Scene Nine: Finally Free

The hypnotist appears again. The speaker has either come back for another session or this one long session has actually contained all the drama until now. The hypnotist is bringing the speaker up out of the trance now.

The song finally reveals the last parts of the narrative: Victoria’s lover didn’t kill her — sorta. Victoria was in love with a man who fucked up his life. She had an affair with another man, but puts a stop to it to reconcile with the first man again. So the second man killed them both.

The strangeness of the album actually peaks here. The speaker, who we learn is named Nicholas, feels good after everything, only to finally learn the last parts of the story. And then the ending. I had actually forgotten about the ending until just now!

Here’s where I just had to go to Wikipedia. I never picked up on this. According to the band, after the album’s release, the hypnotherapist is the reincarnation of Edward the murderer. The album’s ending is the hypnotherapist killing Nicholas, the speaker, to “complete the cycle” again. It’s, uh, not really clear why that would be necessary. All I can come up with is that the city runs on this story, and it’s pushing things around until it gets it every so often.

The Star


The Star is about guidance in the darkness. The woman stands in water, safely, and carries pitchers to share the water. The Star can symbolize a connection to the divine, and unfortunately, the speaker gets exactly that. He said he would be content if he died. Hopefully that’s true, though we know he has a wife and kid, so this story isn’t as neat as it seems. Nicholas found evidence of life after death. He became a “magician,” trafficking with spirits. But the story closed around him like a bear trap, and now he’s a spirit, probably ready to guide another person in the future.

I’m not sure I find the ending satisfying, now that I remember it all, actually. Interestingly, the static at the end of this album is replicated at the beginning of Dream Theater’s next album, Six Degrees of Inner Turbulence. I suppose that implies a connection between them. I have listened to that album as well, so maybe sometime in the future we’ll talk about it. It’ll probably take even longer to get through it! It was a double disk album!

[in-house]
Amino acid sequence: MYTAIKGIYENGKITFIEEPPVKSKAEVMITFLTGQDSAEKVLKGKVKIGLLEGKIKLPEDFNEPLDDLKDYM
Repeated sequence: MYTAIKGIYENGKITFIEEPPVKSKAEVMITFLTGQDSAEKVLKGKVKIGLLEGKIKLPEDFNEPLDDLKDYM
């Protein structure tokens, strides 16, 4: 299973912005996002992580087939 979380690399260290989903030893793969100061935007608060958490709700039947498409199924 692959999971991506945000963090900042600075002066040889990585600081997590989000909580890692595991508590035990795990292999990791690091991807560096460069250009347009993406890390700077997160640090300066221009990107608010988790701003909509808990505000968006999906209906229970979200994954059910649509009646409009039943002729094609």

What, in the end, do we have here? Looking through the cards, we see that there are still no cups. The only emotion here is grief, the weight of mourning on a city and a man stuck in a story that leads to his death. It’s a story of personal growth, beginning at Judgement and ending with magic and starlight. That looks positively cheerful, doesn’t it? It’s not, though. I suppose it reminds us that not everything is as it seems, and maybe there’s good in this ending after all. I have difficulty seeing it, though. I really wonder about the strange radio story that gets cut off by Nicholas’s murder. Did the hypnotherapist kill someone else as well, the person who would have been Victoria’s long-time lover in this life?

In the end, the title of the last song is a grim reminder: Nicholas is “finally free.” Death comes to all of us. The guidance here may simply be to escape the bad stories if we’re able, and if we can’t, use them to grow before it’s too late. Nicholas makes it out of the story, at least in this iteration, because he rose up out of it spiritually and that gave him the direction he needed. Of course, we don’t know what brought him to the therapist to begin with, exactly. We know he was unhappy. His decision that Victoria must be real indicates something — he might have feared that he was losing his mind.

The album is, on one level, very simple. The story is a little complex until you look around, then it mostly makes sense. But on a different level the themes fight one another, leaving us unsure what to do. And that is probably the point.

On the spur of the moment I drew one last card. I said “what to get out of the album” and lifted this card up:


Pages are excited about their newfound knowledge and abilities. They may not be as powerful as the knights or as self-possessed as the queen and king, but their excitement is infectious. And, finally, we get a cup. The emotions are all on our side! We are washed clean by the tragedy, which is, after all, the point of tragedy. Instead of denying the sadness we’re feeling, we can try to make friends with it. Remember it when others are suffering, and remember that you can help with that. Know yourself, know your past, and prepare yourself for the future. Then you’ll be as light and free as the page of cups. Maybe.